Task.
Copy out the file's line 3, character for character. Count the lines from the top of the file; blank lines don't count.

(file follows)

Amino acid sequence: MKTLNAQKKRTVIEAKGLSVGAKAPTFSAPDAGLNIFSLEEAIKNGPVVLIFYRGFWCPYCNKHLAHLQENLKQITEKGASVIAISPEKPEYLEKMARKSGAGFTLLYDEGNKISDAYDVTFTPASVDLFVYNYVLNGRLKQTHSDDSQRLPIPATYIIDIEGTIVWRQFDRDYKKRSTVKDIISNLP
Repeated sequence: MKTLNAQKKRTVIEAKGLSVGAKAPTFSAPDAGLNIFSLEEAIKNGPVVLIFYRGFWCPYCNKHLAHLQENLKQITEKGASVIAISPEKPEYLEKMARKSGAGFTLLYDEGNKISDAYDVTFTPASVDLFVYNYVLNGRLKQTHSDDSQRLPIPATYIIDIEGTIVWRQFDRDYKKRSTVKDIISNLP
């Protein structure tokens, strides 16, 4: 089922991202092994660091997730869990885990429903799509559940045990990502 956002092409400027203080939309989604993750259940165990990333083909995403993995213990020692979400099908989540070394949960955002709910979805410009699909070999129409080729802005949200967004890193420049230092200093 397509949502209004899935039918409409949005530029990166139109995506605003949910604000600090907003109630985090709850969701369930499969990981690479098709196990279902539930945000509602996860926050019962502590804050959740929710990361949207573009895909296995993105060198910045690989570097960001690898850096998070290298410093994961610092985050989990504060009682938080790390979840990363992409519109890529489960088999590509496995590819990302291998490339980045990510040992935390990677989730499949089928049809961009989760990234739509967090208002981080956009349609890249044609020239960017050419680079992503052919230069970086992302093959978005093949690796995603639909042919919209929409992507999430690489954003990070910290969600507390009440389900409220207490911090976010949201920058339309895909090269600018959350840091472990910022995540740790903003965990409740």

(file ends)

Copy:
């Protein structure tokens, strides 16, 4: 089922991202092994660091997730869990885990429903799509559940045990990502 956002092409400027203080939309989604993750259940165990990333083909995403993995213990020692979400099908989540070394949960955002709910979805410009699909070999129409080729802005949200967004890193420049230092200093 397509949502209004899935039918409409949005530029990166139109995506605003949910604000600090907003109630985090709850969701369930499969990981690479098709196990279902539930945000509602996860926050019962502590804050959740929710990361949207573009895909296995993105060198910045690989570097960001690898850096998070290298410093994961610092985050989990504060009682938080790390979840990363992409519109890529489960088999590509496995590819990302291998490339980045990510040992935390990677989730499949089928049809961009989760990234739509967090208002981080956009349609890249044609020239960017050419680079992503052919230069970086992302093959978005093949690796995603639909042919919209929409992507999430690489954003990070910290969600507390009440389900409220207490911090976010949201920058339309895909090269600018959350840091472990910022995540740790903003965990409740």